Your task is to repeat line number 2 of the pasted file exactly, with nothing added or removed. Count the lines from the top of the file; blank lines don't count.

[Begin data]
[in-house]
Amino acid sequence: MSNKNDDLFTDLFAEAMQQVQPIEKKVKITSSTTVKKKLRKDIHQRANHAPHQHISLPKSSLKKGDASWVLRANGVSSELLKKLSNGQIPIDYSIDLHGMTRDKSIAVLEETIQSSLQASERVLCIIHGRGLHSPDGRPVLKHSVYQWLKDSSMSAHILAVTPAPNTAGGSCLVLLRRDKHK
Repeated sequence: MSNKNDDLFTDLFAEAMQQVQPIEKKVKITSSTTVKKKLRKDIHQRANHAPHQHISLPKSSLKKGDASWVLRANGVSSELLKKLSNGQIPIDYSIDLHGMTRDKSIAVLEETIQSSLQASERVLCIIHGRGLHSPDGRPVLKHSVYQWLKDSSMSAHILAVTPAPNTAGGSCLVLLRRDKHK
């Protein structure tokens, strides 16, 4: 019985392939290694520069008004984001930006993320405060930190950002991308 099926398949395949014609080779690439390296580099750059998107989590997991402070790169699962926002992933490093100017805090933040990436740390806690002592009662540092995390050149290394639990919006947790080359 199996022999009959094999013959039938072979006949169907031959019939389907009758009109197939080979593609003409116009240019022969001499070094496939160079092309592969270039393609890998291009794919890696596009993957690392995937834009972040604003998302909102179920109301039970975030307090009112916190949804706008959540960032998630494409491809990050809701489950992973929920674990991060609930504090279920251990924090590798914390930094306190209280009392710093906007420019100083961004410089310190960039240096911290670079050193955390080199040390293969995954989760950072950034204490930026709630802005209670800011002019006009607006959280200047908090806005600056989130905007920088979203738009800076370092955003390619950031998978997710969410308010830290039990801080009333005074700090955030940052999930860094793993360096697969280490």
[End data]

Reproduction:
Amino acid sequence: MSNKNDDLFTDLFAEAMQQVQPIEKKVKITSSTTVKKKLRKDIHQRANHAPHQHISLPKSSLKKGDASWVLRANGVSSELLKKLSNGQIPIDYSIDLHGMTRDKSIAVLEETIQSSLQASERVLCIIHGRGLHSPDGRPVLKHSVYQWLKDSSMSAHILAVTPAPNTAGGSCLVLLRRDKHK